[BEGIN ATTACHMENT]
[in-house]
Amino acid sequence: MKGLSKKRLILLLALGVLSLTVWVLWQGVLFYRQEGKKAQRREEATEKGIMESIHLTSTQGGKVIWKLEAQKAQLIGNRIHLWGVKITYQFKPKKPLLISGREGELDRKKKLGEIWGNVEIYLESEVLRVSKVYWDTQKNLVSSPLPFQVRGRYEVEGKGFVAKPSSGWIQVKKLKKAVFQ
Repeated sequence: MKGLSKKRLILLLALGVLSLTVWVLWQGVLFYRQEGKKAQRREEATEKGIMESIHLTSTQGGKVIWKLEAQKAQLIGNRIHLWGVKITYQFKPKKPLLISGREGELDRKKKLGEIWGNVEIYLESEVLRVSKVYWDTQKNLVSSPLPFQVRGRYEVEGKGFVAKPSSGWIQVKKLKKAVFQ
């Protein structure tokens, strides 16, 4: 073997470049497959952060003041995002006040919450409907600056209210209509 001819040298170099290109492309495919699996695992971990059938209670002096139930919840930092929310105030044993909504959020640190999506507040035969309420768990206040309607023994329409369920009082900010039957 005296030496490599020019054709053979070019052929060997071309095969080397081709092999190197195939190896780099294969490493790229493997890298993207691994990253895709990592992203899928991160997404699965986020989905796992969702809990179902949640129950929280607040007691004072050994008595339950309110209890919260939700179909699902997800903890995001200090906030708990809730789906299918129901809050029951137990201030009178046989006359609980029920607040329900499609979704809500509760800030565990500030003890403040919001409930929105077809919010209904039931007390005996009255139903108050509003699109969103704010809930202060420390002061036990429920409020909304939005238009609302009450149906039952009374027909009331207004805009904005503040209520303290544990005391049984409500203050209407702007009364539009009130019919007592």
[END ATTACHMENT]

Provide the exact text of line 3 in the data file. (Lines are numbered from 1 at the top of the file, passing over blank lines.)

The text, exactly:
Repeated sequence: MKGLSKKRLILLLALGVLSLTVWVLWQGVLFYRQEGKKAQRREEATEKGIMESIHLTSTQGGKVIWKLEAQKAQLIGNRIHLWGVKITYQFKPKKPLLISGREGELDRKKKLGEIWGNVEIYLESEVLRVSKVYWDTQKNLVSSPLPFQVRGRYEVEGKGFVAKPSSGWIQVKKLKKAVFQ